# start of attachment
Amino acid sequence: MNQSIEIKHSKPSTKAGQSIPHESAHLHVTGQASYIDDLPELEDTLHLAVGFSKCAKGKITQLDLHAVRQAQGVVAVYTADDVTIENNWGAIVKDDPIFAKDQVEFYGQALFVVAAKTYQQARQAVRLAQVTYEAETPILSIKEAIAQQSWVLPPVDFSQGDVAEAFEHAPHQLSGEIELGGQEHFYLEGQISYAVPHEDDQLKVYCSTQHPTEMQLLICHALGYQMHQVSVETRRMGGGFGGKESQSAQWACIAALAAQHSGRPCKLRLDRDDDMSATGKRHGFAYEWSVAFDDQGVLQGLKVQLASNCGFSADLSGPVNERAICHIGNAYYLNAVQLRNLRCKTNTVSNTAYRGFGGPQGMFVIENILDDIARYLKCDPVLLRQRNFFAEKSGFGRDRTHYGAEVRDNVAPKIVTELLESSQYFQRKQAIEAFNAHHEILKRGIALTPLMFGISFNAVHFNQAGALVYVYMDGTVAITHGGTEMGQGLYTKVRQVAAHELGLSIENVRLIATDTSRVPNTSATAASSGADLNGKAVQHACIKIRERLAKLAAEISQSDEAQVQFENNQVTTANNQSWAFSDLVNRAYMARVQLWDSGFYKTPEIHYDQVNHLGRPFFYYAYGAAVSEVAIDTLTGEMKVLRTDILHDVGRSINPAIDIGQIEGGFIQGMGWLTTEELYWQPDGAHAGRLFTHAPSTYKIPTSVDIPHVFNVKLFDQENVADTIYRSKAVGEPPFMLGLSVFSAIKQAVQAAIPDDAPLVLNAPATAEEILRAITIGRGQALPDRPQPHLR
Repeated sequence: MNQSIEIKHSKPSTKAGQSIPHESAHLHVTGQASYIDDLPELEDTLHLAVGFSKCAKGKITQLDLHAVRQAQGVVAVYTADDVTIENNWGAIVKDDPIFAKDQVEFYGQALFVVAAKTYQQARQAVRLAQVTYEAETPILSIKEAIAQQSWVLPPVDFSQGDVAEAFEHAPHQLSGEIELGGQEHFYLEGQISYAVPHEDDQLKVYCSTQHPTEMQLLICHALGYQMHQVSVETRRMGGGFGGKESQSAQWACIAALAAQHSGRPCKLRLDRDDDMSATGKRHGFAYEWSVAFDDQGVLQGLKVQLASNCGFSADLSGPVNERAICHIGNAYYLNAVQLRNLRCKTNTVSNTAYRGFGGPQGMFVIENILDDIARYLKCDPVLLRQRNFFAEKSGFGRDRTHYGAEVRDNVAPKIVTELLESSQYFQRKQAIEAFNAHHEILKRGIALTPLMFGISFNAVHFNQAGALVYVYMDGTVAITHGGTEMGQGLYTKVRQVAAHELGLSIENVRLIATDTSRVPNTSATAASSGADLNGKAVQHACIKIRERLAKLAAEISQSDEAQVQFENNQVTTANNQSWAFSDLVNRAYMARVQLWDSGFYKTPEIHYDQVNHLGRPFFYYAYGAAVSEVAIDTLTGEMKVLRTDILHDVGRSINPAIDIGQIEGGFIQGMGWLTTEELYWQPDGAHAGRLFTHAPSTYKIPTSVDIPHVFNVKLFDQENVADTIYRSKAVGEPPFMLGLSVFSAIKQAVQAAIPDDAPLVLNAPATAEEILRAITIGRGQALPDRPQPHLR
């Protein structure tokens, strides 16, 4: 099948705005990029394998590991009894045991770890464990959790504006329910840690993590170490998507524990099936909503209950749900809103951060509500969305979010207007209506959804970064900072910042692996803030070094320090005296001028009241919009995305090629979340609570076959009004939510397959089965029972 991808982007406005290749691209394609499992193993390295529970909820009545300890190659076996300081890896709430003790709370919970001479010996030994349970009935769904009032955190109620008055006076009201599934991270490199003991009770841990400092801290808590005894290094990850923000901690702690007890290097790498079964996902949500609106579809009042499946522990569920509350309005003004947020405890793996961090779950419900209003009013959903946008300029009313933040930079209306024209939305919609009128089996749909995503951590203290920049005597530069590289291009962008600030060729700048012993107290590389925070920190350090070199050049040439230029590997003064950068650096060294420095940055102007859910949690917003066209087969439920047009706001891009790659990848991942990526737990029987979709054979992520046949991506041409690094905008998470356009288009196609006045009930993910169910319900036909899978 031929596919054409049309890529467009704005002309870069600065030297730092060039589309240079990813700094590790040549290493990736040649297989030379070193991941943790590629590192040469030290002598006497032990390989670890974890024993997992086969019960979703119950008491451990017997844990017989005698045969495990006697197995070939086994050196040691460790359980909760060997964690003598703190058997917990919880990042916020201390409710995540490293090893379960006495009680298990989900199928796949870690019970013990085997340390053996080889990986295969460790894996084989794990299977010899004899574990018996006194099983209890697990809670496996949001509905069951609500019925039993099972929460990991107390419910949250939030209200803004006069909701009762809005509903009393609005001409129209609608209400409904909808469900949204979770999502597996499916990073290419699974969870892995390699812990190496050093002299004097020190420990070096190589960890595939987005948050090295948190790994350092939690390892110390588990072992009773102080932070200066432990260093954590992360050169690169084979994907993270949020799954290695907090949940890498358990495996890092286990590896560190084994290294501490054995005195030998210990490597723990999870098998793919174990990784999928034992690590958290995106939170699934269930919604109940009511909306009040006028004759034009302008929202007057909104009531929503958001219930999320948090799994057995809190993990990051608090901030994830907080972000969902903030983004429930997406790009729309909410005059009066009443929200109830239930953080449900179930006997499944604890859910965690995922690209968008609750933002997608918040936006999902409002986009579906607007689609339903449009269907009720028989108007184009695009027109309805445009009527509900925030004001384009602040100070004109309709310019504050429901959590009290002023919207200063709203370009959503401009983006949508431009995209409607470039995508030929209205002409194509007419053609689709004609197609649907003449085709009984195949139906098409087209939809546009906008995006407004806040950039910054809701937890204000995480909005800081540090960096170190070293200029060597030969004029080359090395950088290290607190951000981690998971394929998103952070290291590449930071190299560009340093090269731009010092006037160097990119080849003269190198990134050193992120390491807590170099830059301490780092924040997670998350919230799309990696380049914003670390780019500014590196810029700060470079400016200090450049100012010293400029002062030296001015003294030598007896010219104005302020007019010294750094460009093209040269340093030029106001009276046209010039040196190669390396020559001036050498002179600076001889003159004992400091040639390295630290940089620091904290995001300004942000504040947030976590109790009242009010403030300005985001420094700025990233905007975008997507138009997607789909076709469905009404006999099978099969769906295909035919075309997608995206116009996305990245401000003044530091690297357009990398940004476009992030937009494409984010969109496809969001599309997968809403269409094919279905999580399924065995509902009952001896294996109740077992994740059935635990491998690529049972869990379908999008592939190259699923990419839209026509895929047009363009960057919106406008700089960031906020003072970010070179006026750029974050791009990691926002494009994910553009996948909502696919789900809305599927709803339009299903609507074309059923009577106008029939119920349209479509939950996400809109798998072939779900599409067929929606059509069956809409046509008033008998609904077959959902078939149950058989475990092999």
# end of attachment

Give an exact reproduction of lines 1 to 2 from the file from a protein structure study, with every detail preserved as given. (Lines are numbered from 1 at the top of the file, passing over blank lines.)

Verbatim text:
Amino acid sequence: MNQSIEIKHSKPSTKAGQSIPHESAHLHVTGQASYIDDLPELEDTLHLAVGFSKCAKGKITQLDLHAVRQAQGVVAVYTADDVTIENNWGAIVKDDPIFAKDQVEFYGQALFVVAAKTYQQARQAVRLAQVTYEAETPILSIKEAIAQQSWVLPPVDFSQGDVAEAFEHAPHQLSGEIELGGQEHFYLEGQISYAVPHEDDQLKVYCSTQHPTEMQLLICHALGYQMHQVSVETRRMGGGFGGKESQSAQWACIAALAAQHSGRPCKLRLDRDDDMSATGKRHGFAYEWSVAFDDQGVLQGLKVQLASNCGFSADLSGPVNERAICHIGNAYYLNAVQLRNLRCKTNTVSNTAYRGFGGPQGMFVIENILDDIARYLKCDPVLLRQRNFFAEKSGFGRDRTHYGAEVRDNVAPKIVTELLESSQYFQRKQAIEAFNAHHEILKRGIALTPLMFGISFNAVHFNQAGALVYVYMDGTVAITHGGTEMGQGLYTKVRQVAAHELGLSIENVRLIATDTSRVPNTSATAASSGADLNGKAVQHACIKIRERLAKLAAEISQSDEAQVQFENNQVTTANNQSWAFSDLVNRAYMARVQLWDSGFYKTPEIHYDQVNHLGRPFFYYAYGAAVSEVAIDTLTGEMKVLRTDILHDVGRSINPAIDIGQIEGGFIQGMGWLTTEELYWQPDGAHAGRLFTHAPSTYKIPTSVDIPHVFNVKLFDQENVADTIYRSKAVGEPPFMLGLSVFSAIKQAVQAAIPDDAPLVLNAPATAEEILRAITIGRGQALPDRPQPHLR
Repeated sequence: MNQSIEIKHSKPSTKAGQSIPHESAHLHVTGQASYIDDLPELEDTLHLAVGFSKCAKGKITQLDLHAVRQAQGVVAVYTADDVTIENNWGAIVKDDPIFAKDQVEFYGQALFVVAAKTYQQARQAVRLAQVTYEAETPILSIKEAIAQQSWVLPPVDFSQGDVAEAFEHAPHQLSGEIELGGQEHFYLEGQISYAVPHEDDQLKVYCSTQHPTEMQLLICHALGYQMHQVSVETRRMGGGFGGKESQSAQWACIAALAAQHSGRPCKLRLDRDDDMSATGKRHGFAYEWSVAFDDQGVLQGLKVQLASNCGFSADLSGPVNERAICHIGNAYYLNAVQLRNLRCKTNTVSNTAYRGFGGPQGMFVIENILDDIARYLKCDPVLLRQRNFFAEKSGFGRDRTHYGAEVRDNVAPKIVTELLESSQYFQRKQAIEAFNAHHEILKRGIALTPLMFGISFNAVHFNQAGALVYVYMDGTVAITHGGTEMGQGLYTKVRQVAAHELGLSIENVRLIATDTSRVPNTSATAASSGADLNGKAVQHACIKIRERLAKLAAEISQSDEAQVQFENNQVTTANNQSWAFSDLVNRAYMARVQLWDSGFYKTPEIHYDQVNHLGRPFFYYAYGAAVSEVAIDTLTGEMKVLRTDILHDVGRSINPAIDIGQIEGGFIQGMGWLTTEELYWQPDGAHAGRLFTHAPSTYKIPTSVDIPHVFNVKLFDQENVADTIYRSKAVGEPPFMLGLSVFSAIKQAVQAAIPDDAPLVLNAPATAEEILRAITIGRGQALPDRPQPHLR